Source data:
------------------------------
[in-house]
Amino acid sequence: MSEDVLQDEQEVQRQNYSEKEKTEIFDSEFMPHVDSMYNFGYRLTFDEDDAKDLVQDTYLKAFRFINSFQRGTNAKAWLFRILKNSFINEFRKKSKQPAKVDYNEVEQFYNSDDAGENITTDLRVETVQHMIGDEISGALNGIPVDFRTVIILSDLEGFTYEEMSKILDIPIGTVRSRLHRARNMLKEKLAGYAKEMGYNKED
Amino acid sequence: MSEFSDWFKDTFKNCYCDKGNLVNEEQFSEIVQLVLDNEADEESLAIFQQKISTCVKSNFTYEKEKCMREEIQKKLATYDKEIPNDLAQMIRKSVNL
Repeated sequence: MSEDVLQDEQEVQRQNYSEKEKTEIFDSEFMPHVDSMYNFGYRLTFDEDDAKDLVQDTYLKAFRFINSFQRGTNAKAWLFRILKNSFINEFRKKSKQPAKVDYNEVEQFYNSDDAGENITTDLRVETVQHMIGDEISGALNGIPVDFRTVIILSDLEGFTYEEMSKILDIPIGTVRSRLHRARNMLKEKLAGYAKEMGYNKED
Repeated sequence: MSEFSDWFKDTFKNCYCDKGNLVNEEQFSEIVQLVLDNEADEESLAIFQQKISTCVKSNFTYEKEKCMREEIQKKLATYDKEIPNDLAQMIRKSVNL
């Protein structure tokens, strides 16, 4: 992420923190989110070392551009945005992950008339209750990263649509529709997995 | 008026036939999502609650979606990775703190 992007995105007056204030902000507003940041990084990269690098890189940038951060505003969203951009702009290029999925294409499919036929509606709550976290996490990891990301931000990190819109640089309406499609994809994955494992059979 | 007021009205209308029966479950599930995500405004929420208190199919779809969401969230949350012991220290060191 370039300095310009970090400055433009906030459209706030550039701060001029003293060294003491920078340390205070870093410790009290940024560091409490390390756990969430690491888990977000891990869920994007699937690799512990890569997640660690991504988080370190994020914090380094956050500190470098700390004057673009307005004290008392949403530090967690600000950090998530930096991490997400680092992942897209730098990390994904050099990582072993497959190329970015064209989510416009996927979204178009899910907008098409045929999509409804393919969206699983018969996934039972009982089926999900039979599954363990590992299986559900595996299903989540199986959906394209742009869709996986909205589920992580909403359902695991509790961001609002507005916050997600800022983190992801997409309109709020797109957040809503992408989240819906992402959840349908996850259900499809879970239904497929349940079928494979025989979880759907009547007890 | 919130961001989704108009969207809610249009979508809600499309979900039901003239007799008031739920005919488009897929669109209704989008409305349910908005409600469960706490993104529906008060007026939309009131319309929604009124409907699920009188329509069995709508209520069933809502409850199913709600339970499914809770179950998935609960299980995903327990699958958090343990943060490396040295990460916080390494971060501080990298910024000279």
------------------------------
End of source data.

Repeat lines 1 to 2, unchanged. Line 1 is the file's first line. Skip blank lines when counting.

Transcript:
[in-house]
Amino acid sequence: MSEDVLQDEQEVQRQNYSEKEKTEIFDSEFMPHVDSMYNFGYRLTFDEDDAKDLVQDTYLKAFRFINSFQRGTNAKAWLFRILKNSFINEFRKKSKQPAKVDYNEVEQFYNSDDAGENITTDLRVETVQHMIGDEISGALNGIPVDFRTVIILSDLEGFTYEEMSKILDIPIGTVRSRLHRARNMLKEKLAGYAKEMGYNKED